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An Ancient Oath With Modern Significance

An Ancient Oath With Modern Significance

An Ancient Oath With Modern Significance

ABOUT 400 B.C.E., Hippocrates, a Greek physician commonly known as the father of medicine, wrote the Hippocratic oath. That noble ethical creed still guides the medical profession. Is that what you have been taught? If so, you are not alone. But is it strictly true?

The facts suggest that Hippocrates may not have been the author of the oath that bears his name. Furthermore, the medical profession today does not always subscribe to that creed as it was originally written.

Do we know who really wrote this ancient oath? And even if we do, does this oath have any significance for us today?

Did Hippocrates Write the Oath?

There are a number of reasons for questioning whether Hippocrates wrote the oath. One is that the oath commences with an invocation to a number of deities. Yet, Hippocrates is viewed as the first individual to separate medicine from religion and to look to physical rather than supernatural causes for illness.

Furthermore, several of the things that are prohibited in the oath were not at odds with the way medicine was practiced in Hippocrates’ day. (See the box on page 21.) For example, abortion and suicide were not censured by law or by most religious standards during the time of Hippocrates. Also, the adherent to the oath promises to leave surgery to surgeons. Yet, surgical techniques form part of the Hippocratic collection, the body of medical literature often attributed to Hippocrates and other ancient writers.

So although the question is still a subject of scholarly debate, it seems quite possible that the Hippocratic oath was not actually written by Hippocrates. The philosophy expressed in the oath appears to accord best with the Pythagoreans of the fourth century B.C.E., who espoused ideals regarding the sacredness of life and were averse to surgical procedures.

Fall and Resurgence

Regardless of who the author of the oath really was, what cannot be questioned is the significant impact the oath has had on Western medicine and, in particular, on the field of ethics. The oath has been called “the apex of the development of strict ethical concepts in medicine,” “the basis of the patient-physician relationship in the developed world,” and “the high-water mark of professional morality.” Back in 1913, Sir William Osler, a noted Canadian doctor, said: “It is of small matter whether this is of hippocratic date or not . . . For twenty-five centuries it has been the ‘credo’ of the profession, and in many universities it is still the formula with which men are admitted to the doctorate.”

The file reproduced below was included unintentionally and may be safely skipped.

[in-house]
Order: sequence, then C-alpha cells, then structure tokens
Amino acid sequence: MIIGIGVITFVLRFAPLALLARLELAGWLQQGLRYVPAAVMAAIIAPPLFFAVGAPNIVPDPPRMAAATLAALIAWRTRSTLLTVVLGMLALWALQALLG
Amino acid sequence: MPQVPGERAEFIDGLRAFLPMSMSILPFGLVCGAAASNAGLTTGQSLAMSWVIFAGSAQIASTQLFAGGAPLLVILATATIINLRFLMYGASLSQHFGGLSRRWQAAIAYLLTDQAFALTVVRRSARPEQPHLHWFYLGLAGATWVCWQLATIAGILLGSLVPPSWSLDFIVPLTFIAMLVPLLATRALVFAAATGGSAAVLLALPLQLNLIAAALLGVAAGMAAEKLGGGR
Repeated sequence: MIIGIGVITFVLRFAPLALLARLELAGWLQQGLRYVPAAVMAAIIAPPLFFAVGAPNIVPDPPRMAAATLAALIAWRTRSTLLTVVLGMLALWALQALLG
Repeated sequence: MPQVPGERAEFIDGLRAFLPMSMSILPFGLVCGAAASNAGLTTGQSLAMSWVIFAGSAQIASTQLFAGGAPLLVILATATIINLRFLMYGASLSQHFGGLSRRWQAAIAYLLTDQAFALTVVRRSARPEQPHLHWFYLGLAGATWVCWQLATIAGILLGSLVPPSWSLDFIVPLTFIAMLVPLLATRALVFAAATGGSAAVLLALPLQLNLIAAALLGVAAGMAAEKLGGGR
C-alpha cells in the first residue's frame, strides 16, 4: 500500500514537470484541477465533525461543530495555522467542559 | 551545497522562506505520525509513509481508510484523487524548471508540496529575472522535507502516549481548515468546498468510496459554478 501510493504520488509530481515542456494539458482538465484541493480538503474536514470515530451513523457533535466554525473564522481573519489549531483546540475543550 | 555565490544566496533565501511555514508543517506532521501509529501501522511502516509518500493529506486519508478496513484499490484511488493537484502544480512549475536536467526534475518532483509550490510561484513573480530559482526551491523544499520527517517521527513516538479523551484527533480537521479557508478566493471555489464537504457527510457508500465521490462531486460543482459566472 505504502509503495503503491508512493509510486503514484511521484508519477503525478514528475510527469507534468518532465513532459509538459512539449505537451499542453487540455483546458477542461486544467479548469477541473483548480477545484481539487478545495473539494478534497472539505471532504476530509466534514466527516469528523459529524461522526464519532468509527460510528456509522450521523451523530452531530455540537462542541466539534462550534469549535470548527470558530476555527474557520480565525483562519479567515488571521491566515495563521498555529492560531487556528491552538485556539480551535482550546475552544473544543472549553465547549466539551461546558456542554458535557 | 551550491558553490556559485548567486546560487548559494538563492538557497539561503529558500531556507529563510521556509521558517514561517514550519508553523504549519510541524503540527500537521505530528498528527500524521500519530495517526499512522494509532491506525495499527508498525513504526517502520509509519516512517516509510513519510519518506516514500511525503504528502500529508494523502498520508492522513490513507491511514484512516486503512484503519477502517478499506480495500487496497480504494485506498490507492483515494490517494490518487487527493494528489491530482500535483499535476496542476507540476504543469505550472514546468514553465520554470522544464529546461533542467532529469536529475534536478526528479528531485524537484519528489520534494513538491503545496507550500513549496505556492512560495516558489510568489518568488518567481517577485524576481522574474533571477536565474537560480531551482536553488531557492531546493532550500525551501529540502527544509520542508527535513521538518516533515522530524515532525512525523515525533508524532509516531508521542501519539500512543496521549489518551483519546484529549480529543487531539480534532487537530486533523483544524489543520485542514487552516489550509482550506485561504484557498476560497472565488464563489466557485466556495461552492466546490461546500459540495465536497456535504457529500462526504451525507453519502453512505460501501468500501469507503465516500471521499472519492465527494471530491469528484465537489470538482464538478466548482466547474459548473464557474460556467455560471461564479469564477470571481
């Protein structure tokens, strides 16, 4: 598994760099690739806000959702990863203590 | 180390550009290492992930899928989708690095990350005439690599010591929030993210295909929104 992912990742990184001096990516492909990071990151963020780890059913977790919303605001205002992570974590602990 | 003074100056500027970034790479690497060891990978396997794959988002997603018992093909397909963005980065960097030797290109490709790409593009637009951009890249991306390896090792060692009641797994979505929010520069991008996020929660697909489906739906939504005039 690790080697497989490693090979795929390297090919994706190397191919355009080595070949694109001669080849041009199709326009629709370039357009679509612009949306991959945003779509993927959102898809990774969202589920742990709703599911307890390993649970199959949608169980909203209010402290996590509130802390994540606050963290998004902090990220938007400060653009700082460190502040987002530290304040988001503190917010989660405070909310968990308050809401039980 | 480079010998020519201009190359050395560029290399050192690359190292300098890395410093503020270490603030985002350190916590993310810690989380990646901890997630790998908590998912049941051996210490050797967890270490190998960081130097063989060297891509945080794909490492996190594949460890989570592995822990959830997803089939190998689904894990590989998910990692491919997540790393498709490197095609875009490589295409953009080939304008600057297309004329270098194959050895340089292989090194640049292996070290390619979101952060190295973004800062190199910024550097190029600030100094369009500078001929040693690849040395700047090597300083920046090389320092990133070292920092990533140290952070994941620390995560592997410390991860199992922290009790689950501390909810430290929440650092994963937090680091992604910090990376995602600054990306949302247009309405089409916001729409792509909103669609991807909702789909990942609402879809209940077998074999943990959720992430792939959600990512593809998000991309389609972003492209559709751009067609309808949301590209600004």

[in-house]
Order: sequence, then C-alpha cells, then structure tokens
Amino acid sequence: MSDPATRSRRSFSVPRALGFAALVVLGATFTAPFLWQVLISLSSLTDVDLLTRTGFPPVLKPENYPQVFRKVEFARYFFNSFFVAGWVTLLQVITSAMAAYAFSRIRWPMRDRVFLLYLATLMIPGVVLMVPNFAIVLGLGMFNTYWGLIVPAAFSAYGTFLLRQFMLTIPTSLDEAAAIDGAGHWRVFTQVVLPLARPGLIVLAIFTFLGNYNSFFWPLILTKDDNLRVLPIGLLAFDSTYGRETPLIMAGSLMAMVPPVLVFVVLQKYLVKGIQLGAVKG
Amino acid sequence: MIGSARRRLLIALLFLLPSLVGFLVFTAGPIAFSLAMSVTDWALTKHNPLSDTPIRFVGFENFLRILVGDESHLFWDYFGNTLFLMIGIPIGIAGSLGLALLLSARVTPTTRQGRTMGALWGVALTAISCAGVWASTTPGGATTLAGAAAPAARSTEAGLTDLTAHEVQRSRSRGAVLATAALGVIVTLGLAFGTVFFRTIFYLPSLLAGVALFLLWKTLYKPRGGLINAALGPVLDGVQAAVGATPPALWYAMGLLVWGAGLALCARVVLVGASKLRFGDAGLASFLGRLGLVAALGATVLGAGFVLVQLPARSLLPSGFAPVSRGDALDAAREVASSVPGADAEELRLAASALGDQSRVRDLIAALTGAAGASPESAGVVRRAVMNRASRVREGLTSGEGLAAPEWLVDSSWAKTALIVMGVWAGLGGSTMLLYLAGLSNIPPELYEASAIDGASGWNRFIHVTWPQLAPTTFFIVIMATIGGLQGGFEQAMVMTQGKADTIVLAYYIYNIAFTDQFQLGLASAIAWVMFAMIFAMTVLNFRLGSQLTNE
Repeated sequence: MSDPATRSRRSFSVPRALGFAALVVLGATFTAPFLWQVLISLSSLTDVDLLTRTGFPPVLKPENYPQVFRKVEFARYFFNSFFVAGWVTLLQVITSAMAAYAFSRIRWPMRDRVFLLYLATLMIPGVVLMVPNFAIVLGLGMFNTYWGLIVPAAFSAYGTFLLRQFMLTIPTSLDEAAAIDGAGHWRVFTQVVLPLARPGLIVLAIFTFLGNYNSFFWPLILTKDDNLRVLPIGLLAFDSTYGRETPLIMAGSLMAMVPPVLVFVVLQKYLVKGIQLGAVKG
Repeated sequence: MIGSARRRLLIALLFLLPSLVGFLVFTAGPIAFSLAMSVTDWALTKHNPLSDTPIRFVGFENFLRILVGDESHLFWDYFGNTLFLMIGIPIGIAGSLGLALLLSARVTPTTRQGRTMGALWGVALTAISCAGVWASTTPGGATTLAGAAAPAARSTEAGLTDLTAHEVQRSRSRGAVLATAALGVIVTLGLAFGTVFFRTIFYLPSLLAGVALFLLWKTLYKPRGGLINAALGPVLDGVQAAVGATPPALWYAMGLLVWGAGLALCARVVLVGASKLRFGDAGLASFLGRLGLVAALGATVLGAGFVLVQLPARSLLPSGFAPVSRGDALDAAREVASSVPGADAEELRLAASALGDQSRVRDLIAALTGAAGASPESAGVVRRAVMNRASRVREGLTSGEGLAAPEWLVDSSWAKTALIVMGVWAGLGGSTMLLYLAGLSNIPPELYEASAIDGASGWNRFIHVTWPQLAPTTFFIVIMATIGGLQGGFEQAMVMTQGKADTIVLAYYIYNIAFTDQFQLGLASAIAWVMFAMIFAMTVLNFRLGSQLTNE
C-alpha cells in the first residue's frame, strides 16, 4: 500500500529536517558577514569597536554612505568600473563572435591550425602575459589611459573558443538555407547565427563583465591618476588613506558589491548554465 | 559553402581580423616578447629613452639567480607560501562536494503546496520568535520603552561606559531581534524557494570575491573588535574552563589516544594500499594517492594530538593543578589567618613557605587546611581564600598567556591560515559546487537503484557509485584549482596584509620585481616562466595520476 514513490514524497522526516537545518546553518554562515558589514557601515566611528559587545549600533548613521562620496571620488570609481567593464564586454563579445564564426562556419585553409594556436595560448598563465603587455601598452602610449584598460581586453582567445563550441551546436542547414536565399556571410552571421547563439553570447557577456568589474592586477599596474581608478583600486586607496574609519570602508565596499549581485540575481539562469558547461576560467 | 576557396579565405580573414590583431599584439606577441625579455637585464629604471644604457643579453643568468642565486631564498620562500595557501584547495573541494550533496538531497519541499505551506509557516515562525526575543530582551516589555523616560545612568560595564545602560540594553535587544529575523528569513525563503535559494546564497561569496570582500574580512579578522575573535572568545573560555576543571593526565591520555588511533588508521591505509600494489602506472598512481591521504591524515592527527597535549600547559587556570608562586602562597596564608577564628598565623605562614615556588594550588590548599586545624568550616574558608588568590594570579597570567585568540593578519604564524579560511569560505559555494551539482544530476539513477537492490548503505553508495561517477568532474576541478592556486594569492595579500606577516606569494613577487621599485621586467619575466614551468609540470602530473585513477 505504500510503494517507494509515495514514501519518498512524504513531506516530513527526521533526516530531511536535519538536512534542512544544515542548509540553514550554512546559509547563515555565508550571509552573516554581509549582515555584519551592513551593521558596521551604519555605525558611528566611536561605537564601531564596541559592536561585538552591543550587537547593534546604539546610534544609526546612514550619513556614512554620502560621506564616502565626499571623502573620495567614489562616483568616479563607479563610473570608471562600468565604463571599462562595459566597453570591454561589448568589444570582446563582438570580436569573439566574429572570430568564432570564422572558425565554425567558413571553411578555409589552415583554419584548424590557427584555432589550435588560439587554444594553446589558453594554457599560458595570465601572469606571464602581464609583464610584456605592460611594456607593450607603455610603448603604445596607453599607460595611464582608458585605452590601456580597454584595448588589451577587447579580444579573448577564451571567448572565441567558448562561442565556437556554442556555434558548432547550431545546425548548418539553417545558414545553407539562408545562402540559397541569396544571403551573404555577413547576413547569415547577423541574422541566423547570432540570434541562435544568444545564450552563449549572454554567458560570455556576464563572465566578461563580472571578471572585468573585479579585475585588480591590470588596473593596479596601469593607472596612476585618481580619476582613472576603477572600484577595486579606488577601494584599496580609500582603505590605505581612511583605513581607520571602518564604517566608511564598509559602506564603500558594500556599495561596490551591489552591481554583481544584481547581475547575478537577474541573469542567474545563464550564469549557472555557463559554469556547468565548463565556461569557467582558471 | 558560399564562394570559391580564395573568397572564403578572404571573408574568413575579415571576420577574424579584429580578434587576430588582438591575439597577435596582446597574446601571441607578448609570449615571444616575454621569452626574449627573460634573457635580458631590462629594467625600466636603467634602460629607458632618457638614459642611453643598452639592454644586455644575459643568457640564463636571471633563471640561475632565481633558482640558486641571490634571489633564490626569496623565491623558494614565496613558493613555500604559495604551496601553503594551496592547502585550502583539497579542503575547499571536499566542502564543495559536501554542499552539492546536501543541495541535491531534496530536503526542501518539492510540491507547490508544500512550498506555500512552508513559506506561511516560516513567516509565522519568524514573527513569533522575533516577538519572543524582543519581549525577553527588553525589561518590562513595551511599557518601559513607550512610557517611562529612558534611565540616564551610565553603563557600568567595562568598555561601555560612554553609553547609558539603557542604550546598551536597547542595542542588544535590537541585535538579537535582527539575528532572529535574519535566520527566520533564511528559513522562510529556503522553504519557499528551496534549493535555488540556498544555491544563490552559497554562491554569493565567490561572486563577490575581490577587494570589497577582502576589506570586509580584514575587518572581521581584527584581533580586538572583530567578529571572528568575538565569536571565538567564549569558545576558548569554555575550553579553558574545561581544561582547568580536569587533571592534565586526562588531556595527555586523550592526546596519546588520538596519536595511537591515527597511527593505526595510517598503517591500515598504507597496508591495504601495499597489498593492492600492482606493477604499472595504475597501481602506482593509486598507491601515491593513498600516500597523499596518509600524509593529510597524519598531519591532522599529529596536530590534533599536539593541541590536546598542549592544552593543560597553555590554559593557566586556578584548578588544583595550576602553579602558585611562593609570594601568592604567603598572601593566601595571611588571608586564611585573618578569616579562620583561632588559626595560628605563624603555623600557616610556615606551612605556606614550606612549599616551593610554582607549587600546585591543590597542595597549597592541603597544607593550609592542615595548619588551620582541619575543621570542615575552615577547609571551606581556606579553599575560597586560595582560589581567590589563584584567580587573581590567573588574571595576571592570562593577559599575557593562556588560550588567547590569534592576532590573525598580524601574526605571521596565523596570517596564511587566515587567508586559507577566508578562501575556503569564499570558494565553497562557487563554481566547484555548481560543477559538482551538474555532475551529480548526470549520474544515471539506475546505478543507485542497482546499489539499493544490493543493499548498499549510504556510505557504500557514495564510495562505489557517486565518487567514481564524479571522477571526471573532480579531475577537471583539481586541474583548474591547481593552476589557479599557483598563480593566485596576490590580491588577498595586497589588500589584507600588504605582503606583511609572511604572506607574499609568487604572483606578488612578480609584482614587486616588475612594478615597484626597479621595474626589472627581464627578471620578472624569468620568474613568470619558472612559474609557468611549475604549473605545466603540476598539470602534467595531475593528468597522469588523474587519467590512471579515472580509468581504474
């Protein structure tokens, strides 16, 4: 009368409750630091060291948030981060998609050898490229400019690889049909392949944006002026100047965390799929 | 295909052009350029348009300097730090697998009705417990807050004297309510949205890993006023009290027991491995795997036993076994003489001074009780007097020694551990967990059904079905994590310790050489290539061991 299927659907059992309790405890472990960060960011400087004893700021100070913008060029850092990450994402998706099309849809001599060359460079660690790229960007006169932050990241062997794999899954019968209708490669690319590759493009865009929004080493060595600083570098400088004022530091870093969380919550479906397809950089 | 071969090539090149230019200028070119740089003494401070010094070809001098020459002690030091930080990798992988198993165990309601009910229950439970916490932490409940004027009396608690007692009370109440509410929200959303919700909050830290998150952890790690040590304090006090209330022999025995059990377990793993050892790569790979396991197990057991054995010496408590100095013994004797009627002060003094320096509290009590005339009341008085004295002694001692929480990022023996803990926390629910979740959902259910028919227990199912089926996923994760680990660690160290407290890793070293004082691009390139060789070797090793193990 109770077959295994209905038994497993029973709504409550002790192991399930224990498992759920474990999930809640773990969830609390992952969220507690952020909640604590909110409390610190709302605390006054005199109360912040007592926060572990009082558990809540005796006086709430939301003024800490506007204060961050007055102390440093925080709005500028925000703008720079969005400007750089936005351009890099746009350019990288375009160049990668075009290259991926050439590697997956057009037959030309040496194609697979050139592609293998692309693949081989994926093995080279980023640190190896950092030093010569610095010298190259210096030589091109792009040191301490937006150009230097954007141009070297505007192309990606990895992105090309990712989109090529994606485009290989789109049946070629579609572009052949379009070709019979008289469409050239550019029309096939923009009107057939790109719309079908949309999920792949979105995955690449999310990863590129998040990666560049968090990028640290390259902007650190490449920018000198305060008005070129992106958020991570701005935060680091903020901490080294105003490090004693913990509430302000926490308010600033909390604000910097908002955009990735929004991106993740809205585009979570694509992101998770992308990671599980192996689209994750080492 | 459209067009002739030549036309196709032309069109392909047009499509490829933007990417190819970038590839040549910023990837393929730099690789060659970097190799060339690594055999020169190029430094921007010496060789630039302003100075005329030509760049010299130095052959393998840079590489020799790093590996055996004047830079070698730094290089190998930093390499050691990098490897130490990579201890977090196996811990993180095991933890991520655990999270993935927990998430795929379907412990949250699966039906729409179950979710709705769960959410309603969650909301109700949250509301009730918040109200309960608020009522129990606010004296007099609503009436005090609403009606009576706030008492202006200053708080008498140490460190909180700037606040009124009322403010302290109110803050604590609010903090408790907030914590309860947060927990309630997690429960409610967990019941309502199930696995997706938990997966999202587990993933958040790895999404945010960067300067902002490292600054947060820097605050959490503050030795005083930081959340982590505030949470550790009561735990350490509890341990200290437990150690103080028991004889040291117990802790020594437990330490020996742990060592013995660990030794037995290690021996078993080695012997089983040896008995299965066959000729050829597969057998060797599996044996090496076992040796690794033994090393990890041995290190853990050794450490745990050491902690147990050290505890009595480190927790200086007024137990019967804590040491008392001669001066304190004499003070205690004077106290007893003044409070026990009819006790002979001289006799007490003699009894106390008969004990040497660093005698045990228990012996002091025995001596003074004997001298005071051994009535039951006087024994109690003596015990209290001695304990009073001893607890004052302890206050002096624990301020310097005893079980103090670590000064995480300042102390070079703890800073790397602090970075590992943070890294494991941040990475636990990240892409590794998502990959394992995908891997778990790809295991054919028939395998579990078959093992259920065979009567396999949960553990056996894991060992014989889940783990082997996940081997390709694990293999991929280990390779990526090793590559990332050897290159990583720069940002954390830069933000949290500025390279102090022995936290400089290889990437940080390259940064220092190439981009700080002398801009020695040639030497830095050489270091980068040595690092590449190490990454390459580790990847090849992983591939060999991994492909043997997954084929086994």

However, the oath went through a period of disfavor in the early 20th century, possibly because of the scientific advancements then taking place. In the growing climate of rationalism, the oath may have seemed outdated and irrelevant. But even with the advances of science, there is a continuing need for ethical guidelines. Maybe that is why the oath has returned to favor in recent decades.

Oath-taking has again become an important part of many doctors’ entry into medical school or graduation from it. A 1993 survey of U.S. and Canadian medical schools indicated that 98 percent of the schools surveyed administered some sort of oath. Only 24 percent did so back in 1928. In the United Kingdom, a similar survey showed that about 50 percent of schools currently use an oath or declaration. In Australia and New Zealand, the figure is also about 50 percent.

Changing With the Times

But the Hippocratic oath is not immutable; over the centuries it was altered to reflect the beliefs prevalent in Christendom. Sometimes changes were made to address other issues, such as dealing with plague victims. More recently, it has been altered to accord with modern thought.

In many versions of the oath, concepts no longer reflective of the practice of modern medicine have been deleted, while other ideals important to contemporary society have been inserted. For example, the principle of patient autonomy may be central to the practice of medicine today, but it had no equivalent in ancient Greek medicine and was no part of the Hippocratic oath. The concept of patients’ rights forms an important part of many declarations currently in use.